Cory-Merrill Urban Hiking Denver

Two Schools, Two Seminaries, and One Log Cabin

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In a neighborhood named after schools and containing several other religious schools and two seminaries, it’s no surprise that at one time it was dry–as in no alcohol allowed. Here’s the story of our walk on our Cory-Merrill urban hiking adventure.

A “Town” of Boom But Not a Lot of  Bust

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Cory-Merrill sits in a rectangle shape with the boundaries of I-25, Mississippi, Colorado, and University. Originally part of the “Town of South Denver,” it was dry. No one wanted the noise and hoopla of saloons in their town. It was eventually annexed to Denver, the local hero Mr Armstrong donated land for Cory Elementary and Merrill Middle (named after two influential Denver educators) to be built, and Les Tramblay built rows and rows of soldier housing for the post-World War II boom.

Open Spaces, But No Parks

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The largest landowner in the new town is definitely the church. Sitting right in the middle of the ‘hood is the Archdiocese of Denver with its two seminaries, a church, and even the 12 Stations of the Cross. Second closest land owner must be the schools, with not only the large Cory Elementary and Merrill Middle, but there are several smaller religious schools dotted throughout the neighborhood. Interestingly, there is no Denver Park anywhere in the neighborhood.

A Variety of Architectural Decades

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Like other Denver neighborhoods near downtown, Cory-Merrill’s cheapest homes have fallen victim to scraping and rebuilding. But it’s a little different here. It seems that in the late 90s/early 2000s, many homes disappeared, making way for larger redos. Then its seems time stood still for a while, and now the developers are back.

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Overall, the architectural history is varied. Many 1940s homes still stand. There are a few from what appears to be the 60s/70s, then there’s a jump to 90/2000’s, and then a gap again until now. What nicely anchors the neighborhood is the Frank Lloyd Wright-influenced architecture of Cory Elementary. The again, there is a log cabin smack in the middle of the residences.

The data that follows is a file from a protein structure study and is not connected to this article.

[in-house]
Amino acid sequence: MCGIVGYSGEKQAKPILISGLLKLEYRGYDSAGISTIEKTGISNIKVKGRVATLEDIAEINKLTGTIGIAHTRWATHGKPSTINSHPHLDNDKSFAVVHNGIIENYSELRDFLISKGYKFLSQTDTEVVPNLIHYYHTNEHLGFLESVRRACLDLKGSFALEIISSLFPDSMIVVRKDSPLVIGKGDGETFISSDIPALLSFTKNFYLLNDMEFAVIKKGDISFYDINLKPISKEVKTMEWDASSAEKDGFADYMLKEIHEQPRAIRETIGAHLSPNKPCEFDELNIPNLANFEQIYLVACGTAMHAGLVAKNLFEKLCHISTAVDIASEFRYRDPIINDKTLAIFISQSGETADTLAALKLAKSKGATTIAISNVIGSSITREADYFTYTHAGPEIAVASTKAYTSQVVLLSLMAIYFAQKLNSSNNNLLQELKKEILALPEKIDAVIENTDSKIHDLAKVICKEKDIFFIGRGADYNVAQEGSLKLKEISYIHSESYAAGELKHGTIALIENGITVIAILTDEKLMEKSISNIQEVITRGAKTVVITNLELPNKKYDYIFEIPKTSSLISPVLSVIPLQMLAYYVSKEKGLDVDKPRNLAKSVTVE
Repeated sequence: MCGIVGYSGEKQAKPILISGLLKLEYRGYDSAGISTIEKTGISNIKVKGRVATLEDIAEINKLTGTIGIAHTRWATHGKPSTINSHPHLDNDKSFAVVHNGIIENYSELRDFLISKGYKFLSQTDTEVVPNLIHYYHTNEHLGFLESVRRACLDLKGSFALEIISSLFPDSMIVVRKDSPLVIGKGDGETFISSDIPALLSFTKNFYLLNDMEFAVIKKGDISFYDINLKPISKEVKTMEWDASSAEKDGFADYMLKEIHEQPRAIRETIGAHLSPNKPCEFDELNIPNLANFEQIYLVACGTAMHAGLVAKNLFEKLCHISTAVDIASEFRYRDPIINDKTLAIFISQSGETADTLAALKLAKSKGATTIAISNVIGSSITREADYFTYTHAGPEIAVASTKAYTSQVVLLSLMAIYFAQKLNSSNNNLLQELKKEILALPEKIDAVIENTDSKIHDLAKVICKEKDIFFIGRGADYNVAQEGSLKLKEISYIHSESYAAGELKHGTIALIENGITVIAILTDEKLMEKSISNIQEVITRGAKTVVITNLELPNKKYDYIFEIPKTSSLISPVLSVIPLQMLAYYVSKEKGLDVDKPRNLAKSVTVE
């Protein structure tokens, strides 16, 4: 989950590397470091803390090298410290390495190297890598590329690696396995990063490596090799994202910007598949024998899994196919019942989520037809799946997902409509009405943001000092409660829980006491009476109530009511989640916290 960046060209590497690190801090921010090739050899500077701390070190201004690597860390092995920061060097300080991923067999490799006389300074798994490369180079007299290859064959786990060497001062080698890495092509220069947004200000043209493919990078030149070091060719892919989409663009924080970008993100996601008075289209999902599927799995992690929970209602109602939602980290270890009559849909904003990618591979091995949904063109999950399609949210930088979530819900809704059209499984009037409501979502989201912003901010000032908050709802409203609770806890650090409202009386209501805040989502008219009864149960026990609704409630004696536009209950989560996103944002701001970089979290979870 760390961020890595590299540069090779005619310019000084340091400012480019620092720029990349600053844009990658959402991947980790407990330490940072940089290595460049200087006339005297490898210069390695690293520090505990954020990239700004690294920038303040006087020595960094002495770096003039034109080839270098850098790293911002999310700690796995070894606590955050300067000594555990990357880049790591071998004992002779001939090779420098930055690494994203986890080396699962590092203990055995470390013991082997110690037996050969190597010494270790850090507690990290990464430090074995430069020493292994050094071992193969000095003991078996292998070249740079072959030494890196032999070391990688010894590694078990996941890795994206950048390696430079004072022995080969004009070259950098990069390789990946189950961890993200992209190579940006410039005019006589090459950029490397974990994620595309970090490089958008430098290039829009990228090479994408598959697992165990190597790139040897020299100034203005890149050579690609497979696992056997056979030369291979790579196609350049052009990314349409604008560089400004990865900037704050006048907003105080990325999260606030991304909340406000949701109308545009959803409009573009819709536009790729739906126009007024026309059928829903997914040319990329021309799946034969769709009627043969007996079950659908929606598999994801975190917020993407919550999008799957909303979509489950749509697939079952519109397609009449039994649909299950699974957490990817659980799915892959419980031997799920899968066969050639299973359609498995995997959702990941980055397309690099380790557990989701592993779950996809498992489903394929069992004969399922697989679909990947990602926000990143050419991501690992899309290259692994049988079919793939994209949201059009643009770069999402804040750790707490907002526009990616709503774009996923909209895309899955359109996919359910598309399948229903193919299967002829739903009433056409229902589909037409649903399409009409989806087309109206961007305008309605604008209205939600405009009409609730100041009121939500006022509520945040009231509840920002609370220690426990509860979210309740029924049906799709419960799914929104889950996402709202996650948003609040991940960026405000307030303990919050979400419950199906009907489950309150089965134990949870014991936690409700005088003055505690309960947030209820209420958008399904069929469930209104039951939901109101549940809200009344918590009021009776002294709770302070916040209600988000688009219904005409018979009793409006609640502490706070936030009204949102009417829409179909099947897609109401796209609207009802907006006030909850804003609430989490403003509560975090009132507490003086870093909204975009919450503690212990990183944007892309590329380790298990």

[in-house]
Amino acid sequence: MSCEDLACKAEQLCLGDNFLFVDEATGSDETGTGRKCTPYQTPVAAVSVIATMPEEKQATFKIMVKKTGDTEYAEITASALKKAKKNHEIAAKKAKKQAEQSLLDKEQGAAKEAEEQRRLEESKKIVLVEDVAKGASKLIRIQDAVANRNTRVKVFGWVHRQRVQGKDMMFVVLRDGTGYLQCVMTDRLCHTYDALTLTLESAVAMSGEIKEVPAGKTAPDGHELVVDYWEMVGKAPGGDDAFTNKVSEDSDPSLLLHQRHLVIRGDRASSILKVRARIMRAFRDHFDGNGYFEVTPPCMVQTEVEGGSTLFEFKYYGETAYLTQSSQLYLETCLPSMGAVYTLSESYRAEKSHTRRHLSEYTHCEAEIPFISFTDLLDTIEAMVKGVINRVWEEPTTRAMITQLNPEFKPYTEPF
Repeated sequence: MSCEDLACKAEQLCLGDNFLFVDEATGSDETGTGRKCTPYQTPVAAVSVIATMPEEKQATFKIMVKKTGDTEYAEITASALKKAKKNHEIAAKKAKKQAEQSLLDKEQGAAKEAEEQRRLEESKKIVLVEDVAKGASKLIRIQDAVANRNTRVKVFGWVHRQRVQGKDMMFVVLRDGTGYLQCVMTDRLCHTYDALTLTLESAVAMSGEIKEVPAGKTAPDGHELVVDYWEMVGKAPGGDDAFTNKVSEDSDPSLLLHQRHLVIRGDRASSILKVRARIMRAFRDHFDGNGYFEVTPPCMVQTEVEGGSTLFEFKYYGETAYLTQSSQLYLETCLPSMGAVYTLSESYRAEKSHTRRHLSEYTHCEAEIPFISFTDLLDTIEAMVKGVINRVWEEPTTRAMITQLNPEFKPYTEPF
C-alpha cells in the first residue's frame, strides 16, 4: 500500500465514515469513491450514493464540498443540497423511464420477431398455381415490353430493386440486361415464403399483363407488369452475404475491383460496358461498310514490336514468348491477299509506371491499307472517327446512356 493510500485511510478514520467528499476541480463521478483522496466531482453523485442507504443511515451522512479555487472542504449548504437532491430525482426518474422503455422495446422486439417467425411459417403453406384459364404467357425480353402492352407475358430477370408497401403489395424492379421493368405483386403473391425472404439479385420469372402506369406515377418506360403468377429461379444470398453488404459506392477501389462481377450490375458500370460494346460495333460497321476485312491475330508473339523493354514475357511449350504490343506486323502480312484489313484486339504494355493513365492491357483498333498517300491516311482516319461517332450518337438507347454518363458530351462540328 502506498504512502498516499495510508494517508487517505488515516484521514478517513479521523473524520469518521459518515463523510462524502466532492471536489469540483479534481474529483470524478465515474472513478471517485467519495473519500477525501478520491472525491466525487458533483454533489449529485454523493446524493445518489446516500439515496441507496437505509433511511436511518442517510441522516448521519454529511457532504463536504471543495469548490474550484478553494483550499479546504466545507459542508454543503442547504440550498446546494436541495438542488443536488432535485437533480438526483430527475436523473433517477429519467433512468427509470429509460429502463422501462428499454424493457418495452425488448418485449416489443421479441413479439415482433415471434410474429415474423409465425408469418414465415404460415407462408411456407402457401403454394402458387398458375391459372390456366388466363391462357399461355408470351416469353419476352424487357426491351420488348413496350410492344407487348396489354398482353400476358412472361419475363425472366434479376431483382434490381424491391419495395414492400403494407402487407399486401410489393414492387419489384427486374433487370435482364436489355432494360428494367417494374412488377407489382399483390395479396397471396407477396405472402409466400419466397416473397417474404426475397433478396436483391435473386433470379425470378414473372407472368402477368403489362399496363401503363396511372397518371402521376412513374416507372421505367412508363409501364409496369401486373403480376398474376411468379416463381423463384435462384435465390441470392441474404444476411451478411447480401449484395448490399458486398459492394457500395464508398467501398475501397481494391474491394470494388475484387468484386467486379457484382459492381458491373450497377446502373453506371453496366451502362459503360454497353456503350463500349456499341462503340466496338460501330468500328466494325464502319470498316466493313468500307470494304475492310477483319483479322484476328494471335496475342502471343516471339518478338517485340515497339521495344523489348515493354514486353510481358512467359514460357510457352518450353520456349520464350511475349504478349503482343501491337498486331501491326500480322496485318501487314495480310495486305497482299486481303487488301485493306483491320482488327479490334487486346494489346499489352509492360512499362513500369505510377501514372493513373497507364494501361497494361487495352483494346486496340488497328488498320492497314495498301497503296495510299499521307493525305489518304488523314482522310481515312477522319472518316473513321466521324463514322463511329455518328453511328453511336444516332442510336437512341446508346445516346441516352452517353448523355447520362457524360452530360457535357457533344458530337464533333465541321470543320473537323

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Walking Cory-Merrill’s rectangle requires a good jig and then a jag. Make sure to spend time on the Archdiocese grounds.

See below for a map, turn-by-turn instructions and details of this Cory-Merrill urban hike.

The Route:

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Park near 1117 S Columbine. Walk south to E Arizona, go right, passing St Vincent de Paul School on the right.

At South Josephine, take a left. At E Florida Ave, take a left. Enjoy the log cabin!

Take a right on Columbine, then take a left on Iowa.

Take a right on Elizabeth. Take a left on E Mexico Ave.

Continue along Mexico to Monroe. Take a left on Monroe. Notice the house at 1695 S Monroe. Once a Les Tremblay soldier home like many of the neighbor’s homes across the street, it originally was 623 square feet and sold for $8200. Times have changed!

Continue north on S Monroe to E Iowa Street. Go left (west) to Steele St. On Steele, to right (north).

In few blocks, you’ll come to the entrance to the Archdiocese on the right. Enter the grounds and meander over to the left of the church to see the 12 Stages of the Cross and the large tower of the church.

When you’re finished at the Archdiocese, continue north on Steele. At Arizona, take a left. At Columbine, take a right, returning you to your start of this 3-mile, Cory-Merrill urban hike.

 

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